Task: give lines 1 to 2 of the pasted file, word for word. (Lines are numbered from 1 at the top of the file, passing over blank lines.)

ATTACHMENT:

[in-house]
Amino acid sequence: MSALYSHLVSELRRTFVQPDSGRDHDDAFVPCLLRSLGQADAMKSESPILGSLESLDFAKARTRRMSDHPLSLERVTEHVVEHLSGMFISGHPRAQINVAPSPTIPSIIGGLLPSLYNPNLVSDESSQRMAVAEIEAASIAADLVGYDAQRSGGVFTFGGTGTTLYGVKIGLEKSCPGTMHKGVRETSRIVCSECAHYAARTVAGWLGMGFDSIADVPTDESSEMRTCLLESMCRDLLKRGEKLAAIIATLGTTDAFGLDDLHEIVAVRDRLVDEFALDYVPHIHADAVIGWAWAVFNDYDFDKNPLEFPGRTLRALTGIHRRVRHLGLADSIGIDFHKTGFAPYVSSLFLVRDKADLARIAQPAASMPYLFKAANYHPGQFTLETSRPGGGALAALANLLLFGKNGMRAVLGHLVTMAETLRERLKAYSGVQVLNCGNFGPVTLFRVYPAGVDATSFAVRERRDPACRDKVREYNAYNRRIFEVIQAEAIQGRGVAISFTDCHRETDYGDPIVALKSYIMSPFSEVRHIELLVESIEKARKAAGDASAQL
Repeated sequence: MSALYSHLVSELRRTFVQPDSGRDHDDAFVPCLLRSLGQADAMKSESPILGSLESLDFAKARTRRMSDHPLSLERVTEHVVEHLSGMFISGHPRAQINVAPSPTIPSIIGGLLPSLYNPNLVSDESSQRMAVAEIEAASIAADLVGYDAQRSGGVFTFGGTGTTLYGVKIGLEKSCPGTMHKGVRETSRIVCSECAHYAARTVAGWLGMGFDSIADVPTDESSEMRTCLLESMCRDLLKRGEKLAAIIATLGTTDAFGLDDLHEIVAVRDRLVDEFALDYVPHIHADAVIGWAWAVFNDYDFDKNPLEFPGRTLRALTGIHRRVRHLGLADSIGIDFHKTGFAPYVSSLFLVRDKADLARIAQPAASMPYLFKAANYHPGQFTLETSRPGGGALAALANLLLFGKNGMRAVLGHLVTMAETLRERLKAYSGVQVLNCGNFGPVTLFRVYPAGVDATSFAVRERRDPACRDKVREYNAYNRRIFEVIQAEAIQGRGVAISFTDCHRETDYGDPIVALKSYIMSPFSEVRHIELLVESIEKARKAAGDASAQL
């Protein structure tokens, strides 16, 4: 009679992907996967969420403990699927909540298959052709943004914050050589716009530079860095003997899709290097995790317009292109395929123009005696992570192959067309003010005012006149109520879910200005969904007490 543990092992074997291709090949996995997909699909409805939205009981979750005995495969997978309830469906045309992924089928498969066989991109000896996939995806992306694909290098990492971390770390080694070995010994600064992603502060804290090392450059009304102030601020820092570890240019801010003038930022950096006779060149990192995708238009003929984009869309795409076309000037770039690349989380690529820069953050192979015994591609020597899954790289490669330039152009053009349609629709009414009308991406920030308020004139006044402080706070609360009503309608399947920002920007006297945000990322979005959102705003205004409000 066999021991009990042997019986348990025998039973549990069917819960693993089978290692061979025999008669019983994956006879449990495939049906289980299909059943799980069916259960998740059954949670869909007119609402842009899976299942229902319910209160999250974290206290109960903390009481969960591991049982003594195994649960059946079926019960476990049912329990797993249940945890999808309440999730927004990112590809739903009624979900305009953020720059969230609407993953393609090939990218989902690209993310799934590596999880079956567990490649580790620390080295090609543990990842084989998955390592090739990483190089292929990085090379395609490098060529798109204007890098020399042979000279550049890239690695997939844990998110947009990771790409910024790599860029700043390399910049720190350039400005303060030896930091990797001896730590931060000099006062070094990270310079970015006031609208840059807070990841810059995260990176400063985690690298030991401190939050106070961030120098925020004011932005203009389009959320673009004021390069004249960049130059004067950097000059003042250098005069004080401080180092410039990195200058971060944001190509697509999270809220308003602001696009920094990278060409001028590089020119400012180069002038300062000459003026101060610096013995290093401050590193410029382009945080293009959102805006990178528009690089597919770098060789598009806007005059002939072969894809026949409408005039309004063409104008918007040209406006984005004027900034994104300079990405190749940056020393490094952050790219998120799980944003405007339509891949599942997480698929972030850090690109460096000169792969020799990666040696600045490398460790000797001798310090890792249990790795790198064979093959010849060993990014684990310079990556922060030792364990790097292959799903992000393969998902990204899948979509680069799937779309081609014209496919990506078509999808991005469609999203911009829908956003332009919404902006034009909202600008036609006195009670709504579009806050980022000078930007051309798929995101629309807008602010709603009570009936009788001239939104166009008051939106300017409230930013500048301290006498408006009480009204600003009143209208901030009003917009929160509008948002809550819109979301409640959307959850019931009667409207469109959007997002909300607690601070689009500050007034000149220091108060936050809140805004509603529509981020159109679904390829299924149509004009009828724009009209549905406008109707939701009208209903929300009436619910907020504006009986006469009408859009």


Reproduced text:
[in-house]
Amino acid sequence: MSALYSHLVSELRRTFVQPDSGRDHDDAFVPCLLRSLGQADAMKSESPILGSLESLDFAKARTRRMSDHPLSLERVTEHVVEHLSGMFISGHPRAQINVAPSPTIPSIIGGLLPSLYNPNLVSDESSQRMAVAEIEAASIAADLVGYDAQRSGGVFTFGGTGTTLYGVKIGLEKSCPGTMHKGVRETSRIVCSECAHYAARTVAGWLGMGFDSIADVPTDESSEMRTCLLESMCRDLLKRGEKLAAIIATLGTTDAFGLDDLHEIVAVRDRLVDEFALDYVPHIHADAVIGWAWAVFNDYDFDKNPLEFPGRTLRALTGIHRRVRHLGLADSIGIDFHKTGFAPYVSSLFLVRDKADLARIAQPAASMPYLFKAANYHPGQFTLETSRPGGGALAALANLLLFGKNGMRAVLGHLVTMAETLRERLKAYSGVQVLNCGNFGPVTLFRVYPAGVDATSFAVRERRDPACRDKVREYNAYNRRIFEVIQAEAIQGRGVAISFTDCHRETDYGDPIVALKSYIMSPFSEVRHIELLVESIEKARKAAGDASAQL